Mexborough & Swinton Times, December 27, 1918
Denaby Deputy’s Death
Killed whilst Helping the Men
An inquest on W.H.Hancock, colliery deputy, 76, Warmsworth Street, Denaby main, was held on Saturday at the Men´s Institute, Denaby Main, Mr F. Allen was the coroner.
Mr HW Smith represented the Denaby and Cadeby collieries, and Mr Danby, H M.Inspector of mines, was also present.
The deceased was employed at the Denaby main colliery, in the deep seam as a deputy. On Thursday afternoon, December 19 he commenced his usual round at 242 stall. To help forward the work he was assisting the Colliers by loading the full trucks, when there was a sudden bump, and extensive fall, which caught deceased, inflicting fatal injuries.
Mr W.Hancock, 31 Bolton Street, Denaby, colliery deputy, the father of the deceased, gave evidence of identification. He said his son was 24 years of age, and he saw him alive on Wednesday, the 18th inst in the pit at 10 PM. He next saw him after extrication and he was then dead.
Thomas Kane, 60, Cliff view, Denaby, said he was a Collier on the deceased district, and on the afternoon of the 19th he stood close to the deputy, knocking blocks out whilst the deputy was jiggling. There was a sudden bump, and immediately a large fall which buried the deputy. He (Kane) only got a scratch. The tubs and wheels ran down the jig about 2 yards. They had examined the place when first entering that shift. They had been there two hours, but there were no signs of `weighting´.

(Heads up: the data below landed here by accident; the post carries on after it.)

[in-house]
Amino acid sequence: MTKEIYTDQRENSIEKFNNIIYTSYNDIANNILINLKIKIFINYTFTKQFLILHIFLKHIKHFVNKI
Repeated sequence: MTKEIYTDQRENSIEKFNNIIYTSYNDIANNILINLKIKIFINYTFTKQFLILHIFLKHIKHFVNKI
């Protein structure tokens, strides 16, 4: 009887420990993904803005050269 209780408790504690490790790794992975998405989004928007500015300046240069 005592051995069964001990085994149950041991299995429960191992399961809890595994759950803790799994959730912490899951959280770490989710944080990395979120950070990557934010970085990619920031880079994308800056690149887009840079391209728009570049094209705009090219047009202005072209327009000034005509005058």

The coroner: do you think the accident could have been avoided – No Sir.
Mr W.A.Smith: in your opinion was a place satisfactorily timbered, and the deputy a capable man? – Yes, Sir.
James Kane, 30, Cliff view, said he was a brother of the last witness and worked in the same stall. When the Deputy came round on the afternoon of the 19th he said, “the lads are away, so I´ll” jig” for you. He (witness) went down to hang empties on. The tubs came steady till nearly at the bottom and then broke loose. He thought something gone wrong and on going up to the top he heard his brother shouting that Billy was buried.
Sam Green, 26 Carlisle Street Mexborough, said he was a morning deputy of that district. He examined the place in question. On the morning shift at 12:50 PM. The prop was sound, the roof lowered a little, but quite still. There was a break parallel with the face. He did not think it required further propping.
The Coroner: Do you think any timber could have prevented the accident? – Nor Sir.
Was the prop quite good? – Yes
The coroner said that it was quite certain. There was no shortage of timber.
The jury returned a verdict of “accidentally killed” Mr H.W.Smith, expressed sympathy with the widow and parents. The diseased, he said was a man of considerable ability.
The jury expressed a wish to be associated with the expressions of sympathy.